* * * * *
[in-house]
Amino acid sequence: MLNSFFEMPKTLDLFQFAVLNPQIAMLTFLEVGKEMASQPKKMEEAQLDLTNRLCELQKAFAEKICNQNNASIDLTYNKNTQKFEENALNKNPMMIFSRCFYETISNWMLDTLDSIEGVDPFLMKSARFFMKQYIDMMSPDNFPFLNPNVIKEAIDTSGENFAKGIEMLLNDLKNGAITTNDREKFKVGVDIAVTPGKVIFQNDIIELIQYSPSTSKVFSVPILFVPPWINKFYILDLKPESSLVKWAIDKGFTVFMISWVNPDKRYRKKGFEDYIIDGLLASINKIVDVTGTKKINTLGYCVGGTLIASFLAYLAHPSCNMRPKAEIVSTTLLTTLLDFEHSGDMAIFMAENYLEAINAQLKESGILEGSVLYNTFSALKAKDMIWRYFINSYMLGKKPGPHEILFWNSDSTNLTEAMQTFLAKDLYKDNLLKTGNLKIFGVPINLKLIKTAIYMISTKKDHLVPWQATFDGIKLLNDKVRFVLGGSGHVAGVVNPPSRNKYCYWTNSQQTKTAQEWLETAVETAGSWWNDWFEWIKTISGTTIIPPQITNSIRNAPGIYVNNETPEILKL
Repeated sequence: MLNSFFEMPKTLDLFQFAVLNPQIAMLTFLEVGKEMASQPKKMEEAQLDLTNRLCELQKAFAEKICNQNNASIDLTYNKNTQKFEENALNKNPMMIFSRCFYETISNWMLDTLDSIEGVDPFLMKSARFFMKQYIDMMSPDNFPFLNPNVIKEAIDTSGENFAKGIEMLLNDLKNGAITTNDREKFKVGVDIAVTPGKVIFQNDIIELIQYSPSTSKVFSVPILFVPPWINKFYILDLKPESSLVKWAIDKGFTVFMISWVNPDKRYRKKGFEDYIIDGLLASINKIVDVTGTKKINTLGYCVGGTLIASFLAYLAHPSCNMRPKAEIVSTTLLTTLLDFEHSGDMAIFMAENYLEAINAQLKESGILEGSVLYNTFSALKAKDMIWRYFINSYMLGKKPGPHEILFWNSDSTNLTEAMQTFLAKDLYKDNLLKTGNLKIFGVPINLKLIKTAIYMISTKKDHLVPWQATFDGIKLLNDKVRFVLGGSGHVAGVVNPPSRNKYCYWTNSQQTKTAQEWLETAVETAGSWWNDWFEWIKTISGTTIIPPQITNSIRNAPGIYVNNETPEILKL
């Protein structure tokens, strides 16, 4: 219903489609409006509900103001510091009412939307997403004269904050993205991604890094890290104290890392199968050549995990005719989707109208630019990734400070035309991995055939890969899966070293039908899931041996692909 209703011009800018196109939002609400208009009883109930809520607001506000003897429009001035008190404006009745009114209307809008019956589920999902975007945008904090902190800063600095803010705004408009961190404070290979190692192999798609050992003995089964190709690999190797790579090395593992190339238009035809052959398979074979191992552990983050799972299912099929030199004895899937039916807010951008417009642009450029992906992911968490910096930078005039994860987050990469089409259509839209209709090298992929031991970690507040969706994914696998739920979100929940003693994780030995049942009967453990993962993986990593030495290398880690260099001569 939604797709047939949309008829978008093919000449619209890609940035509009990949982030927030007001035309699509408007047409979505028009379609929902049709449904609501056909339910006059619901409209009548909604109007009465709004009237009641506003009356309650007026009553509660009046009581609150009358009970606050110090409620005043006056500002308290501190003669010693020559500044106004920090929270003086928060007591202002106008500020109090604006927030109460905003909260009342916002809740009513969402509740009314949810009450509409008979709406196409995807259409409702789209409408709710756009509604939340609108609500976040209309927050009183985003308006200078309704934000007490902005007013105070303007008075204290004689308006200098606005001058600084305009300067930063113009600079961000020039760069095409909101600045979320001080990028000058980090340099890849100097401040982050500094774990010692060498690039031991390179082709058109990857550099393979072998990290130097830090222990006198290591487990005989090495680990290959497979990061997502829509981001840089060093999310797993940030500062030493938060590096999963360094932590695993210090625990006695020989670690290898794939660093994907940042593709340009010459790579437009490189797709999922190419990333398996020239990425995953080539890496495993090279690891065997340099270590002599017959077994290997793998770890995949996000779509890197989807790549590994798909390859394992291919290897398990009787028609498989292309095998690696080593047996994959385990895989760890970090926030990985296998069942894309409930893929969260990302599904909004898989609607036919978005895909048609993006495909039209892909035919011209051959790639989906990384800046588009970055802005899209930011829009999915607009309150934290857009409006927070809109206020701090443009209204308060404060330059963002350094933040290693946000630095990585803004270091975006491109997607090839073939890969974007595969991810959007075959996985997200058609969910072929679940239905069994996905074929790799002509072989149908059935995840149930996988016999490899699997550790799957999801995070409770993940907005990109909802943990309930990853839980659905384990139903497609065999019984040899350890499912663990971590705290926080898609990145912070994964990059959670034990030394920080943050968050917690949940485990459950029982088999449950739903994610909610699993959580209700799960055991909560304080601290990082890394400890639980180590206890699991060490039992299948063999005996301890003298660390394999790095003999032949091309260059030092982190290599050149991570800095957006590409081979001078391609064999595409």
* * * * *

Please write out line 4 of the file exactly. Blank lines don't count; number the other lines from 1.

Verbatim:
């Protein structure tokens, strides 16, 4: 219903489609409006509900103001510091009412939307997403004269904050993205991604890094890290104290890392199968050549995990005719989707109208630019990734400070035309991995055939890969899966070293039908899931041996692909 209703011009800018196109939002609400208009009883109930809520607001506000003897429009001035008190404006009745009114209307809008019956589920999902975007945008904090902190800063600095803010705004408009961190404070290979190692192999798609050992003995089964190709690999190797790579090395593992190339238009035809052959398979074979191992552990983050799972299912099929030199004895899937039916807010951008417009642009450029992906992911968490910096930078005039994860987050990469089409259509839209209709090298992929031991970690507040969706994914696998739920979100929940003693994780030995049942009967453990993962993986990593030495290398880690260099001569 939604797709047939949309008829978008093919000449619209890609940035509009990949982030927030007001035309699509408007047409979505028009379609929902049709449904609501056909339910006059619901409209009548909604109007009465709004009237009641506003009356309650007026009553509660009046009581609150009358009970606050110090409620005043006056500002308290501190003669010693020559500044106004920090929270003086928060007591202002106008500020109090604006927030109460905003909260009342916002809740009513969402509740009314949810009450509409008979709406196409995807259409409702789209409408709710756009509604939340609108609500976040209309927050009183985003308006200078309704934000007490902005007013105070303007008075204290004689308006200098606005001058600084305009300067930063113009600079961000020039760069095409909101600045979320001080990028000058980090340099890849100097401040982050500094774990010692060498690039031991390179082709058109990857550099393979072998990290130097830090222990006198290591487990005989090495680990290959497979990061997502829509981001840089060093999310797993940030500062030493938060590096999963360094932590695993210090625990006695020989670690290898794939660093994907940042593709340009010459790579437009490189797709999922190419990333398996020239990425995953080539890496495993090279690891065997340099270590002599017959077994290997793998770890995949996000779509890197989807790549590994798909390859394992291919290897398990009787028609498989292309095998690696080593047996994959385990895989760890970090926030990985296998069942894309409930893929969260990302599904909004898989609607036919978005895909048609993006495909039209892909035919011209051959790639989906990384800046588009970055802005899209930011829009999915607009309150934290857009409006927070809109206020701090443009209204308060404060330059963002350094933040290693946000630095990585803004270091975006491109997607090839073939890969974007595969991810959007075959996985997200058609969910072929679940239905069994996905074929790799002509072989149908059935995840149930996988016999490899699997550790799957999801995070409770993940907005990109909802943990309930990853839980659905384990139903497609065999019984040899350890499912663990971590705290926080898609990145912070994964990059959670034990030394920080943050968050917690949940485990459950029982088999449950739903994610909610699993959580209700799960055991909560304080601290990082890394400890639980180590206890699991060490039992299948063999005996301890003298660390394999790095003999032949091309260059030092982190290599050149991570800095957006590409081979001078391609064999595409």